In the category of Trailing Edge Film Reviews, I rented The People I Know, a 2002 movie starring Al Pacino, Kim Basinger and Tea Leoni (and back from the dead, Ryan O'Neal).

If I wanted to knock it, I could say that it was just Pacino doing a remake of Carlito's Way set in the Upper West Side. And that point is indisputable.

But the film has depth, with the usual great performance by Al, a very endearing Kim (she can do this childlike smile that makes you feel glad to be alive) and Tea at her most magnificent - now that is one underrated actress, always solid at minimum, often inspired.

What stands out for Republican types is the relentless scourging of all the liberal totems. Come to think of it, perhaps that accounts for its laggardness at the box office.

Tuesday, March 08, 2005

Neuchterlein on the Democrats' Dilemma

It is always a joy to see a new article by James Nuechterlein, former editor of First Things and a senior fellow of the Institute on Religion and Public Life. In a long book review in the current issue of the magazine, Neuchterlein has provided an excellent analysis of why the Democrats have been in decline. A few excerpts give a flavor of Neuchterlein's arguments and clear writing:

"it is not too much to say that the Democrats’ current electoral dilemma boils down to this: their old economic issues no longer work, and on cultural issues they lose."

"The degree to which moral and cultural differences determined last November’s results is hotly debated, but everyone agrees that to the extent that they did matter, they overwhelmingly helped the Republicans. Liberals find it necessary to deny recurring suspicions that they are antinomians, moral relativists, and secularists set on removing religious values from the public square. Their discomfort with cultural issues is reflected in their protests that matters such as partial-birth abortion, school prayer, or same-sex marriage are not proper items for political debate; they are rather “wedge issues” that conservatives illegitimately bring into the public arena in order to divide the nation (read: in order to cost Democrats votes). A party whose response to a whole category of issues is to say, in effect, “we’d rather not talk about it,” is a party that has allowed the opposition to frame the terms of discussion."

"To sum up in a phrase: the Democrats are a center-left party in a center-right nation. They stumble over their message because if they clearly say what they most deeply believe it gets them in political trouble. Consider the contrast with their opponents. Republicans are conservatives who are proud to say so and who do not fear that saying so will hurt them. Democrats are liberals who, in a correct analysis of their political situation, assiduously avoid using the word that most commonly describes them. Their label discomfits them and their positions give them an edgy relation with the majority of voters."

Neuchterlein's argument is strong, fair, and definitely on target. Highly recommended.

The Ascendant Reagan

Former Reagan associate Peter Hannaford has a fascinating book review up at American Spectator. He read Reagan's Revolution by Craig Shirley and likes it . . . a lot. Shirley's book details the events of Reagan's 1976 campaign against Gerald Ford that fell just short of the mark. For trivia buffs, the Reagan-Ford battle was the last one to be resolved at the convention. (That's why the nets used to cover conventions in prime time. There was dynamite waiting to happen.)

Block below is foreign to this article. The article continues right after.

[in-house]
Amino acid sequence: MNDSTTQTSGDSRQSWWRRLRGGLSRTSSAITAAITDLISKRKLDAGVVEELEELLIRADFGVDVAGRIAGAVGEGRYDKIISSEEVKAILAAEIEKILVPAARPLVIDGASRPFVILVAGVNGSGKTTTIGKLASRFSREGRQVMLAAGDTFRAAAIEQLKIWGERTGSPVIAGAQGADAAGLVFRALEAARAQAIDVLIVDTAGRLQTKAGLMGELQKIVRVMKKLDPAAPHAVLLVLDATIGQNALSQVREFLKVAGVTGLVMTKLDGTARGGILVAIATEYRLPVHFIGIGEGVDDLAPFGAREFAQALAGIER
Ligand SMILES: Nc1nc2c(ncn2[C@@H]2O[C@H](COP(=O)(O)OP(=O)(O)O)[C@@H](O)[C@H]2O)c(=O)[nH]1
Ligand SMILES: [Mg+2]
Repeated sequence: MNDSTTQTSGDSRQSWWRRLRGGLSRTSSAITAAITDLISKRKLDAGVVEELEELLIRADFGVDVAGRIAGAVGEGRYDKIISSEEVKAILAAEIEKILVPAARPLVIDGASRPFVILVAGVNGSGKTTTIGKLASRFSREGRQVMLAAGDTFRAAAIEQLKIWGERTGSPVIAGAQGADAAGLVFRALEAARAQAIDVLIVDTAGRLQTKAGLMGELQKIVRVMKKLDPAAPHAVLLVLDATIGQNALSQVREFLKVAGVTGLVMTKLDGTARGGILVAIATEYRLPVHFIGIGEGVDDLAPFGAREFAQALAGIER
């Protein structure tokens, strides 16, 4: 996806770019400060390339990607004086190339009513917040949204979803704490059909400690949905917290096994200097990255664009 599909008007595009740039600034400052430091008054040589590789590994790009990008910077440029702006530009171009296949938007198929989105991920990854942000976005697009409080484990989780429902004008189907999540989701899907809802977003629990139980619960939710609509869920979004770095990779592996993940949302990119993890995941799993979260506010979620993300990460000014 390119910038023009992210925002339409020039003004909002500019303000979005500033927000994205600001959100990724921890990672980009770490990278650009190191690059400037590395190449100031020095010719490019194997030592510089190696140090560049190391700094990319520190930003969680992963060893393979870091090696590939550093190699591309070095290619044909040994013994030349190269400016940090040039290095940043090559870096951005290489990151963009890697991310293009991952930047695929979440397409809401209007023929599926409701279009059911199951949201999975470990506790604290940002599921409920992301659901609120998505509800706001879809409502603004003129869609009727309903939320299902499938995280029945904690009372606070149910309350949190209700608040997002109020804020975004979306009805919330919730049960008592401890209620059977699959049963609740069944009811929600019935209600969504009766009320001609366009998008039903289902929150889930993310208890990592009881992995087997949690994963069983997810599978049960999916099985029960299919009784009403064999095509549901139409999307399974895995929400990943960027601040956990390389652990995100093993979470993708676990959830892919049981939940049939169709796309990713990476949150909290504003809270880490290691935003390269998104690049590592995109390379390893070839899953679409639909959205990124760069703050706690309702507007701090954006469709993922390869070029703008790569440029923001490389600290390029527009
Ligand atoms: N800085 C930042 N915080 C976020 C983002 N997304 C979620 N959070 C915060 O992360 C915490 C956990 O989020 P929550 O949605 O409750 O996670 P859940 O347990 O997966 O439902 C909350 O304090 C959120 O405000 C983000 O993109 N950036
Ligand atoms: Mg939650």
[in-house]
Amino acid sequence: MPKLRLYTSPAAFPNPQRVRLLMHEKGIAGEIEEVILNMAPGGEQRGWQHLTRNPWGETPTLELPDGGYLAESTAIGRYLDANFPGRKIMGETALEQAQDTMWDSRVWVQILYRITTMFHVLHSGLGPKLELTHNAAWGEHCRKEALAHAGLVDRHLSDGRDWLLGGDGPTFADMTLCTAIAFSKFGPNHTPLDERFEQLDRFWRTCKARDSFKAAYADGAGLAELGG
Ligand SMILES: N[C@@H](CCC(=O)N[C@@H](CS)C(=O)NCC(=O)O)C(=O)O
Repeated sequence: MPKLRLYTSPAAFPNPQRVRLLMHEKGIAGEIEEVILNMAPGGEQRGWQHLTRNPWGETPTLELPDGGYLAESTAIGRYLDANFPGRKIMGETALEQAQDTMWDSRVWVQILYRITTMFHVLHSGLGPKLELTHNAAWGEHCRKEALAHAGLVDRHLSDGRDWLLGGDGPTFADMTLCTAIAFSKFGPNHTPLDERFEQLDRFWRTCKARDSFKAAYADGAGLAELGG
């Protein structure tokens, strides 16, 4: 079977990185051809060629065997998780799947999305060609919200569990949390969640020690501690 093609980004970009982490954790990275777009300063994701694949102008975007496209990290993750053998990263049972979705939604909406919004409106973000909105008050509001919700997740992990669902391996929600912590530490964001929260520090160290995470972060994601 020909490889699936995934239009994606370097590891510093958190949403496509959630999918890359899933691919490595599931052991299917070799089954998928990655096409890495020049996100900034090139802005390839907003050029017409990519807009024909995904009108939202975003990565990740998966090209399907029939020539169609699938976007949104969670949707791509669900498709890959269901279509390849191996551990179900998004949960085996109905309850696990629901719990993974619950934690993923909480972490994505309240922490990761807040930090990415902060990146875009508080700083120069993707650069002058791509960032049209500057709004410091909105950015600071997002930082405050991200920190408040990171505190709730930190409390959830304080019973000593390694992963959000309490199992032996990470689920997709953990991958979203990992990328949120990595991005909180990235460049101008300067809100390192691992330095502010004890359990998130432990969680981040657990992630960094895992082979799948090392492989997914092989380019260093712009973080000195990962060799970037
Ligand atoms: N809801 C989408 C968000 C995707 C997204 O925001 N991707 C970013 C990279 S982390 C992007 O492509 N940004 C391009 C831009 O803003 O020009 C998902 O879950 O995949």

As usual, here's a taste:

The final night of that convention brought the unprecedented call by President Gerald Ford to Ronald Reagan to come down to the floor and address the delegates. Reagan's short speech riveted the audience. Shirley captures the intensity of the moment and concludes that this speech was a turning point for the Republican Party. Thereafter, Ronald Reagan and the conservatives would be in the ascendancy.

Instead of becoming an aged almost-was, Reagan came back to change American politics and the world. Every Republican before or since (with the exception of Teddy Roosevelt and Abraham Lincoln) suffers from comparison.

Monday, March 07, 2005

The Theoretical Equivalent of Children . . .

There are some people who really, really dig the state. These are the kind of guys who get within fifteen feet of dudes like Ben Zycher and Alan Reynolds and start itching because they are allergic to libertarians. Maybe you've met one. It's the person who thinks you should have to pay the IRS for theoretical rent income on your guest bedroom. Because you keep it absent, you are failing to generate taxable income and should be penalized. Churches are a problem because they avoid many taxes and by golly, the religious types should just pitch in for one building and take turns using it on a schedule.

James Lileks has uncovered this thinking among those who say there is no Social Security crisis. Why? Because people are having less children, so the number of people you support in your lifetime is actually going DOWN! You see, a young family man in the past might have had to support four or five children pretty frequently, but now you've usually only got one or two kids. With less dependents, there's plenty of room for you to open up the old wallet and pay for half the retirement of theoretical gramps.

Let Lileks say it:

“Dean Baker of the Washington-based Center for Economic Policy Research calculates that the ratio of all workers to all dependents – including children, retirees and adults who don’t work for wages – is close to highest it has ever been. This so-called ‘total dependency,’ approach covers a multitude of unknowables, such as the cost to a worker of supporting a child vs. a Social Security beneficiary.